[Updated, 4/30/18, 10:26 am. See below.] Austin—The Cancer Prevention and Research Institute of Texas (CPRIT) has created two new funding programs aimed at supporting the earliest-stage biotech companies.
The first program, called the “Seed Award,” is designed to help companies that would not qualify for existing CPRIT programs targeting technology commercialization. The second program is called the “Early Translational Research Award,” or ETRA, and will be given to academic research institutions to support scientists’ work that would otherwise not be considered for commercialization.
“A lot of money is spent on academic research and relatively few startup companies have emanated from that,” Mike Lang, CPRIT’s chief product development research officer, said in an interview. “The ETRA and seed program provide a financial bridge from academic support from NIH or NSF and help take those interesting and potentially attractive technologies and de-risk them and move them down the development pipelines.”
[Updated with timeline information for the ETRA grants.] The agency will grant up to $3 million for the seed program and $2 million for the ETRA program. Requests for applications (RFAs) for the seed program will be due in August, with awards being announced in February, the agency said. RFAs for the ETRA program will be due in January, with awards being announced in August. Like CPRIT’s other programs, Lang said qualifying parties would also need to obtain a 50 percent match in outside funding to receive the government award.
[Updated with additional grant information.] The announcement comes following a period where the cancer agency has not made any new product development grants. The last grants CPRIT made to foster commercialization were in August 2017 with an $8.99 million grant to ViraCyte and in November 2016 with a $16.9 million grant to Bellicum Pharmaceuticals in Houston and $15.2 million in funding to Molecular Templates in Austin, according to data available on the agency’s website.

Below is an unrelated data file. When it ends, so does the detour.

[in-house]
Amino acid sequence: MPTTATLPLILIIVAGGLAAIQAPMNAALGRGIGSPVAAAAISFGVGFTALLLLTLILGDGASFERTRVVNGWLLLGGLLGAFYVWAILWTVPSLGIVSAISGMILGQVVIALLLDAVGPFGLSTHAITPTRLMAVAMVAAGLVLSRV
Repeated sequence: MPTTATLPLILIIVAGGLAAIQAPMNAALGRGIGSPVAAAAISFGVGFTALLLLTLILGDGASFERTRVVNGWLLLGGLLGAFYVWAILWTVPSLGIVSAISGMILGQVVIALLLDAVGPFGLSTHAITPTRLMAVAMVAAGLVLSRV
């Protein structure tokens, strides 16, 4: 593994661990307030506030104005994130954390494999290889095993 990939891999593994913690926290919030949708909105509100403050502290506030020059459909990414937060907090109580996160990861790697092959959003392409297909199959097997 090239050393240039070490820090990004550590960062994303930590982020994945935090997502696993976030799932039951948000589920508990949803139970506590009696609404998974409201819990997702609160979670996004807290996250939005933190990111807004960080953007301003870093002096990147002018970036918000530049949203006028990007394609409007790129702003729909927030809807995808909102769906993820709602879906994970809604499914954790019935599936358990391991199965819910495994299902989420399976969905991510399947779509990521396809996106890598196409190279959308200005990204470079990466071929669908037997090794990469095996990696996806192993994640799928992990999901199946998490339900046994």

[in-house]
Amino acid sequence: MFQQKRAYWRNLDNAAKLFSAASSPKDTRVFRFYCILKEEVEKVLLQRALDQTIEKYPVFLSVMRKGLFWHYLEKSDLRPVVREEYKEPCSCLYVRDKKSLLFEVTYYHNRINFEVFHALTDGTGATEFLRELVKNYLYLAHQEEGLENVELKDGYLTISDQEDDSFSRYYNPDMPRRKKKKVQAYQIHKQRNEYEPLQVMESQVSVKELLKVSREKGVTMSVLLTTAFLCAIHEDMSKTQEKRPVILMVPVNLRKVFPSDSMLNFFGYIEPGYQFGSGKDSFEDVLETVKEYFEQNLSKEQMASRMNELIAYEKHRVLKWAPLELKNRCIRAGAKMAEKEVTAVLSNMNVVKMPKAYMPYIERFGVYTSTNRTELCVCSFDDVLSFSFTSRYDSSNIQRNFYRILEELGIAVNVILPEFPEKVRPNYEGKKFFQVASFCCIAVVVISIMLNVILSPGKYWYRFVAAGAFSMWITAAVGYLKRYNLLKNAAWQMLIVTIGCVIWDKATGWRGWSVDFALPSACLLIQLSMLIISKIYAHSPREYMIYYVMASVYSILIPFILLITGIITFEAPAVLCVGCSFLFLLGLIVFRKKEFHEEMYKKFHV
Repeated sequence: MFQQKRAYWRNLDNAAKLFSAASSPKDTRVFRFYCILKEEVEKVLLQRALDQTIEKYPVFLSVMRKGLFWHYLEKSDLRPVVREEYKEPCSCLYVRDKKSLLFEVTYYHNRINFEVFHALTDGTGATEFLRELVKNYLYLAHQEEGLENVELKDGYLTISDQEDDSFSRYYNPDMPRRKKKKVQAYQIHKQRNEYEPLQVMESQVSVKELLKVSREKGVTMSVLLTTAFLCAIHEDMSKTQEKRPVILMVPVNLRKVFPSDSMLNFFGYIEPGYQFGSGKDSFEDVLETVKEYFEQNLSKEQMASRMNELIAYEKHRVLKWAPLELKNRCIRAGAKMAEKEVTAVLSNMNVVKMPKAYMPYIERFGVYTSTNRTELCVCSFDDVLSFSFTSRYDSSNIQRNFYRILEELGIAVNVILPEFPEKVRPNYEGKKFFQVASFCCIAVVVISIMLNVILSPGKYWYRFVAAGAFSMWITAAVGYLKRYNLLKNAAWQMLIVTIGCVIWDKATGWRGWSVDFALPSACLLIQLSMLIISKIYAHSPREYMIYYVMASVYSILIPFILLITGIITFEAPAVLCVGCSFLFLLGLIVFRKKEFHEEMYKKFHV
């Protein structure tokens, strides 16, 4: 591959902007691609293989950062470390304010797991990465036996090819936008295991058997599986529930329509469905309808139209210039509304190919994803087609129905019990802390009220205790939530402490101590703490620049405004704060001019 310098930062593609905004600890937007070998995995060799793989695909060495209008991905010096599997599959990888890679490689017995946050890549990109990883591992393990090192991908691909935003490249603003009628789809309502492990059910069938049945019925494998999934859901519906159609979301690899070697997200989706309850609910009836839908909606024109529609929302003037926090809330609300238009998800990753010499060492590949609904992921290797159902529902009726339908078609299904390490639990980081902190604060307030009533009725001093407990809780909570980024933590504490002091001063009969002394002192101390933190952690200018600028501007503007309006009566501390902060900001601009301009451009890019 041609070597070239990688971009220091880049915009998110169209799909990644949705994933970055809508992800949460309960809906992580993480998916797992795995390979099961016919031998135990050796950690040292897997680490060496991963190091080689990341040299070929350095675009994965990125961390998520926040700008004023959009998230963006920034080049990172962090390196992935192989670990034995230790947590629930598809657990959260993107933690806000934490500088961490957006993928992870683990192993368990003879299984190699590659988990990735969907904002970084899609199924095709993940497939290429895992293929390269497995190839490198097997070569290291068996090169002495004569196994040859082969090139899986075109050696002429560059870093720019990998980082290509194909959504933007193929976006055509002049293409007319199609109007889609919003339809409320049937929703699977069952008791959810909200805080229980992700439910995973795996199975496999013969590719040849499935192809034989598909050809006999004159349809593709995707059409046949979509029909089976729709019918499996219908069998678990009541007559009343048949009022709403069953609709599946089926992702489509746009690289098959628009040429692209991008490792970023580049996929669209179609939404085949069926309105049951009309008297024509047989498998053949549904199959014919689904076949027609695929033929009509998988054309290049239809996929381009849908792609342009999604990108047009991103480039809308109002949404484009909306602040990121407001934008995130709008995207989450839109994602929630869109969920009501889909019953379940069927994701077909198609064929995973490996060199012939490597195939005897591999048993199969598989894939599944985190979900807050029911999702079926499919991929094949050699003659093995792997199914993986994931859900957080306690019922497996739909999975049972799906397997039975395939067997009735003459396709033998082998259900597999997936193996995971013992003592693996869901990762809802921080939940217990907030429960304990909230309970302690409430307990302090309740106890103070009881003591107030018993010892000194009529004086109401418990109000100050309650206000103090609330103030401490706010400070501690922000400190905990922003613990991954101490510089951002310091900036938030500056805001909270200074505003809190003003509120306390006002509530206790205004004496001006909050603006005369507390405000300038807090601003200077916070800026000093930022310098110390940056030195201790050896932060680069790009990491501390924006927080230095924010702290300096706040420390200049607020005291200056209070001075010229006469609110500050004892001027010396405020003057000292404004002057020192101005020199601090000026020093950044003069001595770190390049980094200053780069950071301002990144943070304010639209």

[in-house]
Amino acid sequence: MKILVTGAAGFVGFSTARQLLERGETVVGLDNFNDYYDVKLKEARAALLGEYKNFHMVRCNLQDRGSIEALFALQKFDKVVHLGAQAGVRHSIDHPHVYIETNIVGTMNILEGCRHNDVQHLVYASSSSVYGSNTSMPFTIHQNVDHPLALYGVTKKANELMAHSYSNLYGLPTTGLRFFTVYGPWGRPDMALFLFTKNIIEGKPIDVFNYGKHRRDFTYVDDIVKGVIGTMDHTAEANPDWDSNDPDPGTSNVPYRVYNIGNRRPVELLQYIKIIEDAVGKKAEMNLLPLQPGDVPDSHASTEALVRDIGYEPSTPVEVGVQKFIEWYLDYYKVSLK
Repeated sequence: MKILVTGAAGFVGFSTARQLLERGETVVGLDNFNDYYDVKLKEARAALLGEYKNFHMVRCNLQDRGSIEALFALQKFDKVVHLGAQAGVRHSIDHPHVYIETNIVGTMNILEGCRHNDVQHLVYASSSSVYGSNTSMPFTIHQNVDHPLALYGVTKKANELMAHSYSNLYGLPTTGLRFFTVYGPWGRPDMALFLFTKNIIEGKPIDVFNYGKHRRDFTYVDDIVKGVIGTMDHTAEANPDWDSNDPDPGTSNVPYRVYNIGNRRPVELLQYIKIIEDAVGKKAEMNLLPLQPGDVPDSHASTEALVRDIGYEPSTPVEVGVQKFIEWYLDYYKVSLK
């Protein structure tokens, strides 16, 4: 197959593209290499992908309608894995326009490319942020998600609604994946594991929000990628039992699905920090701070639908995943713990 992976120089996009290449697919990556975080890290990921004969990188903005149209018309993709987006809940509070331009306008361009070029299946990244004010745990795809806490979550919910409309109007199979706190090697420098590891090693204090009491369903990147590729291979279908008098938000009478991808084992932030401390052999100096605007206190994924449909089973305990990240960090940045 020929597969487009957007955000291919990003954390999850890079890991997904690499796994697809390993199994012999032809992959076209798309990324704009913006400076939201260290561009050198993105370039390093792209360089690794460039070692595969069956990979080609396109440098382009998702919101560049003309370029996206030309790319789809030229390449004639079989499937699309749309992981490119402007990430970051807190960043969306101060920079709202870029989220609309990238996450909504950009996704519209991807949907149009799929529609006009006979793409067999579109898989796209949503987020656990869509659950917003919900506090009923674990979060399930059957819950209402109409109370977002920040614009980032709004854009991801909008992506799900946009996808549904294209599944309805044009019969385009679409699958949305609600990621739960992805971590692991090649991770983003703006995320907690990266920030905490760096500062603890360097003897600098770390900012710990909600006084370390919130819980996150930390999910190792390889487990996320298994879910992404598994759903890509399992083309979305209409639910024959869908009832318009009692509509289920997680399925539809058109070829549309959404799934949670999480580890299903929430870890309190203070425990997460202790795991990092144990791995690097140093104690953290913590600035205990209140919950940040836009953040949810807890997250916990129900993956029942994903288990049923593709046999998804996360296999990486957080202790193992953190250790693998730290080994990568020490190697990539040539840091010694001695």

CPRIT started in 2007 with a 10-year mandate to invest $3 billion of taxpayer money for cancer-related research, drug development, and prevention in Texas. (Ten percent of the funding is allocated to prevention efforts, with the remainder going toward academic research and product development as agency officials saw it.)
But in 2012, the agency came under legislative and criminal scrutiny over improperly allocated grants. During the various allegations and investigations, CPRIT was put on a yearlong hiatus. Texas lawmakers imposed a series of reforms and the agency resumed operations.
Lang said that funding for seed award and the ETRA award would come out of the existing money available for product development grants and academic research grants, respectively.
Ann Tanabe, CEO of life sciences advocacy group BioHouston, said she supports any effort to help boost product development for biotech companies, calling it “good for the ecosystem.” But she also expressed concern that funding was being carved out of the original product development program to support the new seed grants—especially since CPRIT has not made many of those grants in nearly 18 months.
Still, Lang said the new programs will play a key role in fostering commercialization because of their focus on the earliest stages of product development.
“We see numerous projects that have potential merit but are not privately fundable because there’s too many questions, too many unknowns that could be addressed with further development work,” he said. “But private sources are not going to make those investments because it’s too early and the risks are too high.”